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How Assault fueled my Addiction, and Why My Trauma Doesn’t Define Me

Addiction is a family disease, especially in my case. According to the National Institute on Drug Abuse, “Genetics, including the impact of one’s environment on gene expression, account for about 40% to 60% of a person’s risk of addiction”. But, what brought me to my first drink or drug wasn’t genetics or family tradition, it […]

Addiction is a family disease, especially in my case. According to the National Institute on Drug Abuse, “Genetics, including the impact of one’s environment on gene expression, account for about 40% to 60% of a person’s risk of addiction”. But, what brought me to my first drink or drug wasn’t genetics or family tradition, it was my unresolved trauma. Living in constant fear and anxiety led me to seek out ways to self-medicate in order to soothe my spiraling emotions. 

At the age of 12, I lost my virginity to sexual assault. I was young, naive, and just looking to have a good time; but instead, my self-worth and sense of security were stolen from me. I went to a 4th of July party, hosted by people about 10 years older than me, and promptly began to binge-drink and take other substances. I did not know my limits and ended up passing out early. The next morning, I woke up in a bed next to a man in his mid-twenties, completely confused and traumatized.

I was reluctant to tell anyone about my assault for years, due to my feelings of guilt that came with the misunderstanding that I had “allowed” myself to become vulnerable enough for a man to violate me. Our society had wrongly taught me that if a girl was dressed a certain way, behaved in a risque manner, or got too intoxicated that must have meant she was “asking for it”. So, I kept my trauma stuffed down deep inside of my psyche, hoping the memory would just fade away with time.

It didn’t.

I would wake up all hours of the night, drenched in sweat or screaming because I was having nightmares about my attacker. I began to take drugs constantly in an effort to quiet my mind, which worked for a while- until it didn’t. I stopped caring about school, sports and withdrew from any social activities that I once cherished. Instead of dealing with my trauma I was trying to run from it and eventually, trauma always catches up with you. 

Eventually, I began to act out sexually. When the drugs were not making me feel whole, I resorted to hooking up with random people to attempt to fill the gaping void that was inside of my soul. My self-worth was nonexistent, but I thought I was behaving normally and could not see the damage I was causing myself. It wasn’t until all of my unhealthy coping mechanisms ceased to work, that I realized I had it all wrong. Once I couldn’t get instant validation from alcohol, drugs, or sex, I knew that I needed to find something that would heal me long-term or I would not live much longer. I felt as if I had nothing left to live for, but something was pushing me to try one last time to make my life work.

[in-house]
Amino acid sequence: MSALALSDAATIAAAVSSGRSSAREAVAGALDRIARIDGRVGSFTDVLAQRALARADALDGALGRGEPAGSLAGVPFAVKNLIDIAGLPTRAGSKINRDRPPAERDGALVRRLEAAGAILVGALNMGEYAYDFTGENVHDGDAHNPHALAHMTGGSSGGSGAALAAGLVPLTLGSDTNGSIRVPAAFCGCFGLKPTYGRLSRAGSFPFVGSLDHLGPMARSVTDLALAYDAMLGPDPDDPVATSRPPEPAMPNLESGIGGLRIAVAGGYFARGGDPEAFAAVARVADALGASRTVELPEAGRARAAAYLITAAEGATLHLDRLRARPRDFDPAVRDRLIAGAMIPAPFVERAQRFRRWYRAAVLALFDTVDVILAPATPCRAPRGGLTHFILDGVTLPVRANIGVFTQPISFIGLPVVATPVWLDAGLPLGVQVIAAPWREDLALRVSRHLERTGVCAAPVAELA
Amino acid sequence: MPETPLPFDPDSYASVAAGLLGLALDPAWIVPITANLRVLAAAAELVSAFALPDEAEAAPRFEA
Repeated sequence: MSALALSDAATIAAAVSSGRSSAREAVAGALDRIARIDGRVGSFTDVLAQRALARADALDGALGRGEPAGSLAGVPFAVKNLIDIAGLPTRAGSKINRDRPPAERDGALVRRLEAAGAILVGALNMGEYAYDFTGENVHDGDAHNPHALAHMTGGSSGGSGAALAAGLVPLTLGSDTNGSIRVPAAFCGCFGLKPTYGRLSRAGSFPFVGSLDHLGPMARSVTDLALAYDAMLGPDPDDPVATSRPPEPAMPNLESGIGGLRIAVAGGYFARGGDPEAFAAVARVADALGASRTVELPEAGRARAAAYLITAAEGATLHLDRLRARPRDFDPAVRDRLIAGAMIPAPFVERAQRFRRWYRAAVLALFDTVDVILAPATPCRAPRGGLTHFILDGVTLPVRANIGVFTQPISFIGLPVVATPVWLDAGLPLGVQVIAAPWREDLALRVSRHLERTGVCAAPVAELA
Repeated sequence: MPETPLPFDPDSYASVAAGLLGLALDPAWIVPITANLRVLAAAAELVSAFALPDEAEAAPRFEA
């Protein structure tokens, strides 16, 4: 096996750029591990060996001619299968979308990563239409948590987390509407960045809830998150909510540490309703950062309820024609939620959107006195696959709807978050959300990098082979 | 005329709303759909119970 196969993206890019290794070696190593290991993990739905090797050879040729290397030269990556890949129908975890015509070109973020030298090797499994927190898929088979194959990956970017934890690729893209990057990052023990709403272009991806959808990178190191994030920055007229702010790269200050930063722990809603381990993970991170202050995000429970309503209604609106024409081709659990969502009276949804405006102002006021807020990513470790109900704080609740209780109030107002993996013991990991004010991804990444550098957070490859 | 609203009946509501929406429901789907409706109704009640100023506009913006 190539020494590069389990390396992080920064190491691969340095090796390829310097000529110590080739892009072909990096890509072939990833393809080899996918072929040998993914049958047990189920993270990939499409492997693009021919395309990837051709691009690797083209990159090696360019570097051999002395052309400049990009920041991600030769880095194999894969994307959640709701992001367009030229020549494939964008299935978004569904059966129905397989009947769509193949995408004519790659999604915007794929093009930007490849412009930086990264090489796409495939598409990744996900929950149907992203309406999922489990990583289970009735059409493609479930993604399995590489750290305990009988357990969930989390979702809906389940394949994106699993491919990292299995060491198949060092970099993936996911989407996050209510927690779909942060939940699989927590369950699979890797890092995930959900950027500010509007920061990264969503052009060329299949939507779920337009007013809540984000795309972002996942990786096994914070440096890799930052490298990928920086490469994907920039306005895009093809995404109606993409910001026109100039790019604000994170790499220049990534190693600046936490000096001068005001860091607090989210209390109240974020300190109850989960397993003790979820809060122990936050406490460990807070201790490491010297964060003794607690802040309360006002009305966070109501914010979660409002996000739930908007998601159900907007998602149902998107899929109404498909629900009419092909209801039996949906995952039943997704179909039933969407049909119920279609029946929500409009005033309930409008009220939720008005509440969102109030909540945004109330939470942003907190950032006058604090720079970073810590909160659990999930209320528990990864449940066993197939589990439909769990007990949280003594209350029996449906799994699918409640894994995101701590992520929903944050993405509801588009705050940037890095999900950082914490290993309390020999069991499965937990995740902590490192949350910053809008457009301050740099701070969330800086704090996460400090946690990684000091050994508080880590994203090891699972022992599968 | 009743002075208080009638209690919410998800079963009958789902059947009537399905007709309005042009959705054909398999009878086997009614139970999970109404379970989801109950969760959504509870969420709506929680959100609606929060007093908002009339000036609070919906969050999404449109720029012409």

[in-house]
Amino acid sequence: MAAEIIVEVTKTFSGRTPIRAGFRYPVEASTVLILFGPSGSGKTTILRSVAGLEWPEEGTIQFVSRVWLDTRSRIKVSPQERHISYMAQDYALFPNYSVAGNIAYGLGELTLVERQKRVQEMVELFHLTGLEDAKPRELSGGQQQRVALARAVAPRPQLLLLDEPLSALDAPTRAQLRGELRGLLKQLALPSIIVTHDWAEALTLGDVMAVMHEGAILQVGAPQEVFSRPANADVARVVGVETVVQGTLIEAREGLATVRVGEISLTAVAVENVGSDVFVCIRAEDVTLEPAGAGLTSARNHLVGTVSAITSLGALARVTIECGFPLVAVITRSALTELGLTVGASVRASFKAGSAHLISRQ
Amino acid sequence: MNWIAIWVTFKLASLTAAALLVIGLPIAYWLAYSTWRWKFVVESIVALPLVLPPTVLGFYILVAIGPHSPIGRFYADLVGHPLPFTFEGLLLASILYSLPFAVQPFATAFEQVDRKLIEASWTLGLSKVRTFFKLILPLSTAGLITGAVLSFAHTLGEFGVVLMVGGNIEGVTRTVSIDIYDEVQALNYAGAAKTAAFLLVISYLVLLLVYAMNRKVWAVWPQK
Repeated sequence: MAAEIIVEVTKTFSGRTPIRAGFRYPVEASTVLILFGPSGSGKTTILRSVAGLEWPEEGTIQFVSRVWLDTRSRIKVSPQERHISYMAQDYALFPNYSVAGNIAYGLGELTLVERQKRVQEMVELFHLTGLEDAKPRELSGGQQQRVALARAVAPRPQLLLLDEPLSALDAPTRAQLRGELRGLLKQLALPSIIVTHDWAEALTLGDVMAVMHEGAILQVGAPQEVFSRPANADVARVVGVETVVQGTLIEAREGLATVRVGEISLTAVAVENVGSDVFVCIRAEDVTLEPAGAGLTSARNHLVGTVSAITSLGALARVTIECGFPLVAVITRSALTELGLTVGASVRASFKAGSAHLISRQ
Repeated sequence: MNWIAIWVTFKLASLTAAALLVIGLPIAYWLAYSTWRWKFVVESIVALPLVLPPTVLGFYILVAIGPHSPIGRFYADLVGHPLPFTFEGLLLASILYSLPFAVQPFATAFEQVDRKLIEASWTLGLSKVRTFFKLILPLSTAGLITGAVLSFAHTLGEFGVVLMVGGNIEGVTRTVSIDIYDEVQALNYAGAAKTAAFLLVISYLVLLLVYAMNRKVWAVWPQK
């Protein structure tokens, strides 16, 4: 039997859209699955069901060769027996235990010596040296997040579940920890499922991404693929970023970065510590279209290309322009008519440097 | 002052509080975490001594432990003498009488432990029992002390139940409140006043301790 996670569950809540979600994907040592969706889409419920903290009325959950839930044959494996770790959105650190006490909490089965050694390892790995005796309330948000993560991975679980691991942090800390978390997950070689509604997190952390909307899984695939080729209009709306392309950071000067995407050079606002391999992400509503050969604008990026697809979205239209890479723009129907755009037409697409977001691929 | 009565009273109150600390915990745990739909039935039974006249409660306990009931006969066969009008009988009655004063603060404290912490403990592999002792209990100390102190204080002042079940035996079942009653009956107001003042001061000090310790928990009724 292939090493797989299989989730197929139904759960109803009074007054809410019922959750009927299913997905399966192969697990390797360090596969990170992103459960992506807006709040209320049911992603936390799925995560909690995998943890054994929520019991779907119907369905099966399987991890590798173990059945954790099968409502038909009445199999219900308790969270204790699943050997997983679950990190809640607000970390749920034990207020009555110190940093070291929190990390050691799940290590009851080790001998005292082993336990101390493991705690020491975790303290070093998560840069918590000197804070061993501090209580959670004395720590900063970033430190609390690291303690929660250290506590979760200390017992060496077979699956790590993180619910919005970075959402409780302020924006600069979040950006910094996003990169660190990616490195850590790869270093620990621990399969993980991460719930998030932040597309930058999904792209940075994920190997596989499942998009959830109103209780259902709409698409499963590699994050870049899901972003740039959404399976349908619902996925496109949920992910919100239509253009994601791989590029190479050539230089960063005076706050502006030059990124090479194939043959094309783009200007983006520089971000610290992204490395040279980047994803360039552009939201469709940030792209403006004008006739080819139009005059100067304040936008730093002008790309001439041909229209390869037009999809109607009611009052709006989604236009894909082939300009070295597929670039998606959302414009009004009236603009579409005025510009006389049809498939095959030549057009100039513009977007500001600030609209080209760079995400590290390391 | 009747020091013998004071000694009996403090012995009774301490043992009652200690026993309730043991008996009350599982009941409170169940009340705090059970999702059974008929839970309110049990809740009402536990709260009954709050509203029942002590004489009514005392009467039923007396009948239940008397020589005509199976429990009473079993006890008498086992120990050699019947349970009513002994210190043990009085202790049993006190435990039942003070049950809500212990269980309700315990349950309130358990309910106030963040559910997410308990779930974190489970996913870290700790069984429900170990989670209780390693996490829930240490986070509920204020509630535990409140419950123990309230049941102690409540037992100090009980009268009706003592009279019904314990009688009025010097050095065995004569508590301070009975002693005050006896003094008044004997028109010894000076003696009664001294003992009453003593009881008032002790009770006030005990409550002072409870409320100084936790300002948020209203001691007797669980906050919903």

I reached out to my mom for help and finally confided all of the details about my assault, my drug use, and the way I had been feeling for the past few years. At the age of 18, my mom got me into a drug and alcohol treatment center. I had no idea that I was an addict, which is insane considering about half of my family has either recovered from alcoholism or is still in active addiction; I had an impeccable ability to deny my own truth. That being said, when I arrived to treatment I was skeptical. I didn’t want to believe that this was how my life had turned out, but I needed to wake up. All I knew was I hated my life, hated who I had turned into, and could not keep on living the way I had been. So, I made myself become willing to do whatever the medical professionals told me to do during treatment. 

I began trauma therapy, where I learned that assault is never the victim’s fault, but I also needed to view myself as a survivor in order to end the cycle of self-pity so that I could begin to heal. In the beginning, therapy was emotionally draining and difficult; but I pushed on. After about a month, I started to notice differences in myself. I could sleep soundly without PTSD nightmares, my overall mood and outlook on life was brighter, I was beginning to trust people again, and my drug cravings had lowered significantly. I felt like I could finally breathe; as if I had been carrying around a huge weight on my chest and it finally fell off.

In hindsight, I have realized that pain is one of the best ways to find yourself and grow as a person; as long as you work through the pain, rather than trying to numb it. My life used to feel small, but today I have found purpose in my suffering and my life has become so much more than my life. I am able to help other men and women who share my same experiences and in doing so, I recover more every day. Most of all, I have accepted that my sexual assault was not my fault and is not a reflection of my self-worth.

 My trauma does not define me. 

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